11/16 – A citizen wrote to ask if the removal of trees along the right-of-way on General’s Highway, Rte 450, in Anne Arundel County, could be stopped. He was referred to the proper authorities.
11/18 – Volunteers in Charles County measured two trees that belonged to acquaintances. They were: white oak (346 points) and osage orange (219 points). The latter tree, although fairly small, became the Charles County Champion.
11/19 – Rod Simmons, MD Native Plant Society, announced a planned trip to Ferry Hill, owned by the National Park Service in Washington County, would be held on December 21st.
Rod expected to find and measure new State Champions black maple and cucumber magnolia.
Emails were sent to Celeste Maiorana, Washington County Big Tree Coordinator. She indicated she hoped to attend.
11/20 – Mike Huneke, Boy Scout volunteer, wrote to review the re- measurement process for the State Champion eastern hemlock at Broad Creek Scout Camp, Harford County. He plans to re-measure next spring. Emails were sent to the members of the Harford County Forestry Board.
11/20 – Town of Elkton, Parks and Recreation, called to ask the location of the State co-champion green ash in Meadow Park. They were responding to a letter from Tyler Wakefield, Emerald Ash Borer Forester, DNR Forest Service. They were provided with the location and directions.
11/20 – Dawn Balinski, Calvert County Forestry Board, wrote to introduce Chuck Gustin, who had just been appointed to the Board, and who is going to serve as the Calvert County Big Tree Coordinator. Chuck was contacted, and an exchange of emails began explaining how the program operated.
11/25 – A citizen in Washington County nominated 4 trees on his property. Forms were mailed and returned. Celeste Maiorana, Washington County Big Tree Coordinator, was contacted.
11/28 – Volunteers in Charles County did an informal measurement on a large willow oak. The owner gave verbal permission for the measurement, but has not yet decided if he wants the tree to be officially measured. It appears, if he gives approval, it will become the new State Champion.
John Bennett, Volunteer Coordinator
10-1 – Planning continued for big tree measuring trips to Charles, Baltimore, Harford, Anne Arundel and Cecil Counties during October.
10-2 – Joanne Healey, Atkins Arboretum nursery manager, volunteered to help with the MBTP.
10-2 – Jeff Boudin & William Harms, North Tract Patuxent Research Refuge, nominated a large sycamore on the refuge.
10-6 – Tyler Wakefield, Emerald Ash Borer Forester, requested the contact information for the owners of registered ash trees so that letters could be sent explaining the nature of the emerald ash borer infestation and suggesting preventive measures. The letters were then sent at the end of the month.
10-8 – A citizen in Harford County wrote to request information on the typical age of silver maples, as she had a pair in her yard that an arborist suggested might be 200 years old. She was told that the typical age of silver maples was only 100 years or less.
10-9 – Bryan Lightner, Environmental Planner, Harford County Department of Planning and Zoning, volunteered to try to locate a Virginia pine and a pitch pine at the Anita C. Leight County Park. Both these trees are listed as the Harford County champions. Both were found to be alive and doing well. Plans were discussed to provide ID markers for these trees.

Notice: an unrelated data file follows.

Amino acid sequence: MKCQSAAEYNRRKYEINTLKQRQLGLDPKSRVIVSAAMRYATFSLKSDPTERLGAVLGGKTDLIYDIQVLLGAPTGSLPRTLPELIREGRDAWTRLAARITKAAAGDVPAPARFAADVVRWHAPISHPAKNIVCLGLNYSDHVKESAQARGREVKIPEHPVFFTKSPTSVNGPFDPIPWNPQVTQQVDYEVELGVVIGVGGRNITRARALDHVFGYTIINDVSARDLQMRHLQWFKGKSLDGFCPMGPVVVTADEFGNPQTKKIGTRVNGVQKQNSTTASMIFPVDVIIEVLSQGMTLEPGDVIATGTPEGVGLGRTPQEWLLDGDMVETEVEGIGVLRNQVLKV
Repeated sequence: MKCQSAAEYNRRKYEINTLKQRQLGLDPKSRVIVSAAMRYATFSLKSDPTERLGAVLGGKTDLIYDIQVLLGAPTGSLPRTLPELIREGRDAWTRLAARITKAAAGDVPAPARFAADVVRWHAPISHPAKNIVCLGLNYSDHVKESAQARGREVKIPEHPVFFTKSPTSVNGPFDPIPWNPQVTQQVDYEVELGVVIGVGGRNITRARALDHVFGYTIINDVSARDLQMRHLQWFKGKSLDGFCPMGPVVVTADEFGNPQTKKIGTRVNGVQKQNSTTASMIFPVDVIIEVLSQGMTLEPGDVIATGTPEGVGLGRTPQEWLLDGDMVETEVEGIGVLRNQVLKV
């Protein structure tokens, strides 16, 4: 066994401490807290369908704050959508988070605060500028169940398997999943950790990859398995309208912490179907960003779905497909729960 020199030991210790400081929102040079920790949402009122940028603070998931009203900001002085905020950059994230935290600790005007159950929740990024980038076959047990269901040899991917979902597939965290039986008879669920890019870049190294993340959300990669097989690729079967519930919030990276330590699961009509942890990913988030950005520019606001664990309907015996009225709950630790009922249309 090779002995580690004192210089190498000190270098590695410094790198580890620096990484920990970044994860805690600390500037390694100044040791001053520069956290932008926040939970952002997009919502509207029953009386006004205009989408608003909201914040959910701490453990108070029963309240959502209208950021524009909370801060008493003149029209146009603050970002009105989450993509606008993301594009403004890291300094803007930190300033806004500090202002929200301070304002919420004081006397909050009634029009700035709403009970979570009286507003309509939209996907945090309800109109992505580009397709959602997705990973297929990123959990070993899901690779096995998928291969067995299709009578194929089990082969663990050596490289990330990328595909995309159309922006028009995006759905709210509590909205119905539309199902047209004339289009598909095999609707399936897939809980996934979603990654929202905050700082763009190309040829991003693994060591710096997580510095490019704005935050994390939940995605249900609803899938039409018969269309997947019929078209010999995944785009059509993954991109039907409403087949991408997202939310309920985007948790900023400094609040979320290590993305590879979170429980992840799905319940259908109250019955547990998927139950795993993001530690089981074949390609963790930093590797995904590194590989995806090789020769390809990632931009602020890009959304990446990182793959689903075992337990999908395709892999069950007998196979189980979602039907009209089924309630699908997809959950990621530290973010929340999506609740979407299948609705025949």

10-12 – A citizen in Charles County nominated two trees—a persimmon and a sassafras. The owner obtained a circumference on both, and both were determined to be too small to meet the minimum point standards for each species. The sassafras might qualify as the Calvert County champion and a request was sent to various Charles County folks to find if the current county champion is still alive.
10-13 – Volunteers in Charles County measured 3 trees at one property—two white oaks and an osage orange. The permission form and the data sheets were mailed 10/26.
10-15 – Dorothy and John Bennett measured a southern red oak in Charles County and a chestnut oak at Ft. Washington National Historical Park in Prince George’s County. The chestnut oak is the new county champion. The certificate packet was mailed at a later date.
10-17 – A citizen in Harford County nominated a white oak that she remembered seeing at the former Bainbridge Naval Training Center in Cecil County. Inquiries were sent to various folks to see if the tree is still alive, and if permission would be given to measure it.
10-18 – Dori Murphy, Glenn Ferenschak, Sheryl Heydt, John Bennett measured/re-measured 12 trees in Baltimore County and found 1 tree cut down. They were 1 northern red oak, 2 silver maples, 2 black oaks, 2 yellow poplars, 1 sassafras, 1 yellow buckeye, 1 Norway spruce, 1 sugar maple, 1 umbrella magnolia. A white oak was found to be cut down.
10-20 – Doris Behnke, Cecil County Master Gardener Coordinator, wrote a referral for Pat Oceanic, Grove Neck Girl Scout Camp. Ms. Oceanic would like to have the trees along a hiking trail at the camp identified and tagged. Plans were made to meet and discuss this project.
10-23 – Dori Murphy & John Bennett measured 3 new trees in Harford County and 3 new trees in Anne Arundel County. In Harford, the trees were a redbud, a black gum, and a paulownia. The last two trees were located at the Friends Park in Jarrettsville. In Anne Arundel, the 3 trees were a southern red oak, a shingle oak, and a sycamore. The shingle oak became the Maryland State co-champion. The sycamore is located at North Tract Patuxent Research Refuge, and appears to be the same tree listed in the 1990 edition of The Big Tree Champions of Maryland. The staff at Patuxent had “rediscovered” it, as it was originally on the Ft. Meade property which was later given to Patuxent.